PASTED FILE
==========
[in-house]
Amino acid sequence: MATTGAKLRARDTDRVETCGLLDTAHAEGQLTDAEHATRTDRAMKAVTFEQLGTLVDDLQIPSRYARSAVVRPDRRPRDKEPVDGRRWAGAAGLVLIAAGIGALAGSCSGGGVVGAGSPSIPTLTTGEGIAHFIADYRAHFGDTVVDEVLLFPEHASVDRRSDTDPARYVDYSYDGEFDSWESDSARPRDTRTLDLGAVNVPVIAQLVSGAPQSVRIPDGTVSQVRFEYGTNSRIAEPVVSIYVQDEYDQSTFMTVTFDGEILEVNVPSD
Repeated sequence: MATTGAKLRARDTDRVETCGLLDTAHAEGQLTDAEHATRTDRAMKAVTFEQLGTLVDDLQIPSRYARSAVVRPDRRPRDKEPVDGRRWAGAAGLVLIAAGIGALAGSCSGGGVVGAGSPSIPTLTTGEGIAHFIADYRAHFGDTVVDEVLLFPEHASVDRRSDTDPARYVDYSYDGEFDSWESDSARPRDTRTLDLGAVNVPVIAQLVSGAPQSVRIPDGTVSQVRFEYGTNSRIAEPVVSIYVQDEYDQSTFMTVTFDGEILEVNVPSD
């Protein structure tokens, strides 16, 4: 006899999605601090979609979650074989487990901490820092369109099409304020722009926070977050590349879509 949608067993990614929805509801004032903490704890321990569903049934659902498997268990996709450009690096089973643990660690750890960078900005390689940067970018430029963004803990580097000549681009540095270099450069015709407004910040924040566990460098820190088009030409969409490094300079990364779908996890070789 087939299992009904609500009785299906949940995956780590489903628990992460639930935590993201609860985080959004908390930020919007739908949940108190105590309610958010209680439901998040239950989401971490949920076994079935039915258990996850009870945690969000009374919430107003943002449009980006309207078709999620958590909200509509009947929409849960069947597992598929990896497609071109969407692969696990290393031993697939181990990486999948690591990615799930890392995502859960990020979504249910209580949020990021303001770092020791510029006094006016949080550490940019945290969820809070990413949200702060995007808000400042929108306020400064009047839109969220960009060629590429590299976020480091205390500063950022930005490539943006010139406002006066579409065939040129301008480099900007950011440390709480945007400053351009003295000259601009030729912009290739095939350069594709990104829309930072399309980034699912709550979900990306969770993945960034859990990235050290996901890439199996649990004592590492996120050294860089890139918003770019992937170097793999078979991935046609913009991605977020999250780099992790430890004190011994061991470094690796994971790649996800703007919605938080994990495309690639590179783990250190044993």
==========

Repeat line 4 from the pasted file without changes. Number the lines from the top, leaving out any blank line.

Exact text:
């Protein structure tokens, strides 16, 4: 006899999605601090979609979650074989487990901490820092369109099409304020722009926070977050590349879509 949608067993990614929805509801004032903490704890321990569903049934659902498997268990996709450009690096089973643990660690750890960078900005390689940067970018430029963004803990580097000549681009540095270099450069015709407004910040924040566990460098820190088009030409969409490094300079990364779908996890070789 087939299992009904609500009785299906949940995956780590489903628990992460639930935590993201609860985080959004908390930020919007739908949940108190105590309610958010209680439901998040239950989401971490949920076994079935039915258990996850009870945690969000009374919430107003943002449009980006309207078709999620958590909200509509009947929409849960069947597992598929990896497609071109969407692969696990290393031993697939181990990486999948690591990615799930890392995502859960990020979504249910209580949020990021303001770092020791510029006094006016949080550490940019945290969820809070990413949200702060995007808000400042929108306020400064009047839109969220960009060629590429590299976020480091205390500063950022930005490539943006010139406002006066579409065939040129301008480099900007950011440390709480945007400053351009003295000259601009030729912009290739095939350069594709990104829309930072399309980034699912709550979900990306969770993945960034859990990235050290996901890439199996649990004592590492996120050294860089890139918003770019992937170097793999078979991935046609913009991605977020999250780099992790430890004190011994061991470094690796994971790649996800703007919605938080994990495309690639590179783990250190044993």